Hartley 2 Photos: EPOXI Captures Comet Imagery
EPOXI Mission: Hartley 2 Comet Photos
The EPOXI Spacecraft has sent some incredible photos of the Hartley 2 comet as it carries out another part of its mission. This is the first time that the same imaging equipment has been used to photograph two different comets.
The EPOXI mission began with the Deep Impact project, which collided with comet Tempel 1 in 2005. The spacecraft has been busy since then. The link below describes the EPOXI mission in greater detail, or you could just skip to the amazing Hartley 2 comet photos.
The EPOXI craft will get within 435 miles of Hartley 2, snapping photos as it approaches and leaves. Looking back at Hartley 2 will be the flyby spacecraft's dying act, as it will be decommissioned 21 days after reaching the comet.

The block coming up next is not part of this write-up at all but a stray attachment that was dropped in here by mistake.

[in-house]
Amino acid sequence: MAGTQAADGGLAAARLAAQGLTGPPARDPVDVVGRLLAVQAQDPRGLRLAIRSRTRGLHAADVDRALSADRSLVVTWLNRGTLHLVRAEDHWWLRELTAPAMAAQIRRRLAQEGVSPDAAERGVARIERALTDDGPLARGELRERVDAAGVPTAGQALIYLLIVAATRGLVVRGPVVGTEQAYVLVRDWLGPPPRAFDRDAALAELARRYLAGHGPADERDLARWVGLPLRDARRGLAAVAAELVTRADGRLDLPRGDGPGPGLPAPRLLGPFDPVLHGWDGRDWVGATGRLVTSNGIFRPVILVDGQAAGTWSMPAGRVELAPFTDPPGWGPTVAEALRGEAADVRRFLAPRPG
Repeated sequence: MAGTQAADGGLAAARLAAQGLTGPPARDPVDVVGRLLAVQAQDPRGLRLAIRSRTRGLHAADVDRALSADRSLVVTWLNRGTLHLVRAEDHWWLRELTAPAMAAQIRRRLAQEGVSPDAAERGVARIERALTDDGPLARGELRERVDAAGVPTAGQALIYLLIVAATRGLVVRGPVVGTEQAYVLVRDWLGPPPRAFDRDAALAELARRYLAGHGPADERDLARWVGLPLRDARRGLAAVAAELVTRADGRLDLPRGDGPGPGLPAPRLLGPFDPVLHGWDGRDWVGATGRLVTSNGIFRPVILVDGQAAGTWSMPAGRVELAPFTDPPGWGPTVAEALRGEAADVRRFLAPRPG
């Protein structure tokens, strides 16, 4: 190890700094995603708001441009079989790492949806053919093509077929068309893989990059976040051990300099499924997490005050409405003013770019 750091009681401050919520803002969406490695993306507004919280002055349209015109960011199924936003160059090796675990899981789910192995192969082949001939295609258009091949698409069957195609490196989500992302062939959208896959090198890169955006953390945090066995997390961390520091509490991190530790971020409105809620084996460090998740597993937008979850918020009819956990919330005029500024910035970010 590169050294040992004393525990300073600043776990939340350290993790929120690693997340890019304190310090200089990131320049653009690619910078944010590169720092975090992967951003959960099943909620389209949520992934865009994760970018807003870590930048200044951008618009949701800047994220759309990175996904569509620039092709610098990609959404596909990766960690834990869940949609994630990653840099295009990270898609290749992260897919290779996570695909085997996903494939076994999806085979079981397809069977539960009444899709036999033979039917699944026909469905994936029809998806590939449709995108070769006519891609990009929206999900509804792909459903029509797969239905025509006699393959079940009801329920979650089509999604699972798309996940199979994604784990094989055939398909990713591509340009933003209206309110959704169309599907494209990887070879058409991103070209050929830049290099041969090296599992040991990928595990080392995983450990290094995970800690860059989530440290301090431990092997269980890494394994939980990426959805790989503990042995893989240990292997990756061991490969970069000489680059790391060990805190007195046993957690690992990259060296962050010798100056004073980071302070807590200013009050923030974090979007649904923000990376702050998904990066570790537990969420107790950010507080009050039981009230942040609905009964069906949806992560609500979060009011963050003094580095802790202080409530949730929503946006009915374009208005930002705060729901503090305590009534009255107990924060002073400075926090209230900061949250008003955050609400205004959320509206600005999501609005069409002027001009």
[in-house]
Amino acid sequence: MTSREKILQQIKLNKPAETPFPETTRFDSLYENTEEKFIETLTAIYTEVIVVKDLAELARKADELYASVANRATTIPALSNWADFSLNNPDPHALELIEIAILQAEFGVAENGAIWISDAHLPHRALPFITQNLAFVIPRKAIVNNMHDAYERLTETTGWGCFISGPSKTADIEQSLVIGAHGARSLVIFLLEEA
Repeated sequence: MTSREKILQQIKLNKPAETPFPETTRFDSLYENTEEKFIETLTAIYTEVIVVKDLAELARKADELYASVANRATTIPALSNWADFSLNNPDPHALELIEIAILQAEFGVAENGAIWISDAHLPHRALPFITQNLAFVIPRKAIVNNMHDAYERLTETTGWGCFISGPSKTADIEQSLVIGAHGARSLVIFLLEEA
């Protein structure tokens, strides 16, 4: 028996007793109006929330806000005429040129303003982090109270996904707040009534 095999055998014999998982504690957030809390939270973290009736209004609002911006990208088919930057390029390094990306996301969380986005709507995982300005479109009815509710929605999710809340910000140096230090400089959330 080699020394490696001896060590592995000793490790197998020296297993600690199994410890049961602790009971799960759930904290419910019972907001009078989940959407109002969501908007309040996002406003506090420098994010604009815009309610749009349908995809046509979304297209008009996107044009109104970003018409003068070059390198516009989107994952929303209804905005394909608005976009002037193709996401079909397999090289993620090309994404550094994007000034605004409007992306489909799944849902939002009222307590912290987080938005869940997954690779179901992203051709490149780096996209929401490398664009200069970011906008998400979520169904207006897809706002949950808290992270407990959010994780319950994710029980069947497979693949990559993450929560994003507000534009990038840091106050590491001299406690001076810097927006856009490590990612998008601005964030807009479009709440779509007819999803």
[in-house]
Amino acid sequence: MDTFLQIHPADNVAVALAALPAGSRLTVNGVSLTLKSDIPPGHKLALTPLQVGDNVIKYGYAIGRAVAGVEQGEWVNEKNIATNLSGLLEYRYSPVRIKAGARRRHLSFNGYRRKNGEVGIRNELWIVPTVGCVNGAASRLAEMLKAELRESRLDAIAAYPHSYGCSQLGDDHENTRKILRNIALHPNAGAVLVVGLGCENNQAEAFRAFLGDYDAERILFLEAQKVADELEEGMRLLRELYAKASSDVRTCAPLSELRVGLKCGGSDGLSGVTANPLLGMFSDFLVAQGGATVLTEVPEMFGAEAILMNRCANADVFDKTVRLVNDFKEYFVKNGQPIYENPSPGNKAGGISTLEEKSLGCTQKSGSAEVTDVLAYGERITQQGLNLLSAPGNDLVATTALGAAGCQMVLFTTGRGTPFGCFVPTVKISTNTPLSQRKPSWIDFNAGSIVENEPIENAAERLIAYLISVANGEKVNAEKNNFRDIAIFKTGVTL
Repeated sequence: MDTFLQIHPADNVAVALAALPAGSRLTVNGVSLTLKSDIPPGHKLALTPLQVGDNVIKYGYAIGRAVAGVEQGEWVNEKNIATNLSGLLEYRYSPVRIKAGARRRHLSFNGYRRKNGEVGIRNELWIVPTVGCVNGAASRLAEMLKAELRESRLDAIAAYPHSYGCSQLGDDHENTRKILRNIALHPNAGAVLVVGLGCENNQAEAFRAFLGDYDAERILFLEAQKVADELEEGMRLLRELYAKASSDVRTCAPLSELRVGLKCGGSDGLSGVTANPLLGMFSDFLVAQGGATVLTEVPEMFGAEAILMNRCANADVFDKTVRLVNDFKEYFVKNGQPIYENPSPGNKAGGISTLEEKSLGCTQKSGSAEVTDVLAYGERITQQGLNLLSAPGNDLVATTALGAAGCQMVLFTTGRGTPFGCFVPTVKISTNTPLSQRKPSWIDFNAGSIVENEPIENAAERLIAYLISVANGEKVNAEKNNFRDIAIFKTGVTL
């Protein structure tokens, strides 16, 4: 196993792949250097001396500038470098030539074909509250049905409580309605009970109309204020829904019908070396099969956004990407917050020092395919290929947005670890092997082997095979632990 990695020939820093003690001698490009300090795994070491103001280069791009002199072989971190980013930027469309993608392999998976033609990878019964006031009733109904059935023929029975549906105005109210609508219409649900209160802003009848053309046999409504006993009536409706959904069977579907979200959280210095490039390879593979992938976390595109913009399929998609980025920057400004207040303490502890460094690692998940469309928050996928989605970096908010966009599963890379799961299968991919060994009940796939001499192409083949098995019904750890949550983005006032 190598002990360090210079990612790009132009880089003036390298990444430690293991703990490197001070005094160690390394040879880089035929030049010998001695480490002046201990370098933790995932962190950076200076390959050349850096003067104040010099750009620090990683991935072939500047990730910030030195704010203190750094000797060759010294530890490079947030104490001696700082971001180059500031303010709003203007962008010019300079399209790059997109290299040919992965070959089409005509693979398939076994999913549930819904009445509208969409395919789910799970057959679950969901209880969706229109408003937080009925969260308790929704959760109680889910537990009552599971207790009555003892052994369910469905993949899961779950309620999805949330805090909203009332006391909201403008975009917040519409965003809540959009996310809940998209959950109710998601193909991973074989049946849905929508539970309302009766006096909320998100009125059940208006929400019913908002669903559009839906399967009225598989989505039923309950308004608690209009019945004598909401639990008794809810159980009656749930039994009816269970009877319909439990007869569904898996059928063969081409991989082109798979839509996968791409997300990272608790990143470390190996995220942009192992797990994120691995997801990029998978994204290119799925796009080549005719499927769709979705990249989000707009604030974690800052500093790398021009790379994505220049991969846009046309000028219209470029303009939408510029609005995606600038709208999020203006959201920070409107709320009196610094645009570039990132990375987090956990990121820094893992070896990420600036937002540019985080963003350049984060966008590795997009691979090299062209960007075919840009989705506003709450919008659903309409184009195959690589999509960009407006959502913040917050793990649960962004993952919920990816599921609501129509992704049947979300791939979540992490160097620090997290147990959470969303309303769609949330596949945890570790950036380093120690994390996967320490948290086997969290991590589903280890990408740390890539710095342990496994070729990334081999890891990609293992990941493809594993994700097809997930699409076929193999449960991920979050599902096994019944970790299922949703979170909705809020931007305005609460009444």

Most of the comet-science data is collected in the encounter phase which begins in September 2010. A final targeting maneuver may be executed shortly after the phase begins. The trajectory is chosen in such a way that there is always light on the solar panels. Unlike the approach trajectory chosen for the Tempel 1 encounter, the flyby spacecraft does not come close enough to need the protection of its meteoroid shields. After closest approach on November 4, 2010, a 21-day period for look back observations is planned.
Not bad for an 11-foot-long spacecraft.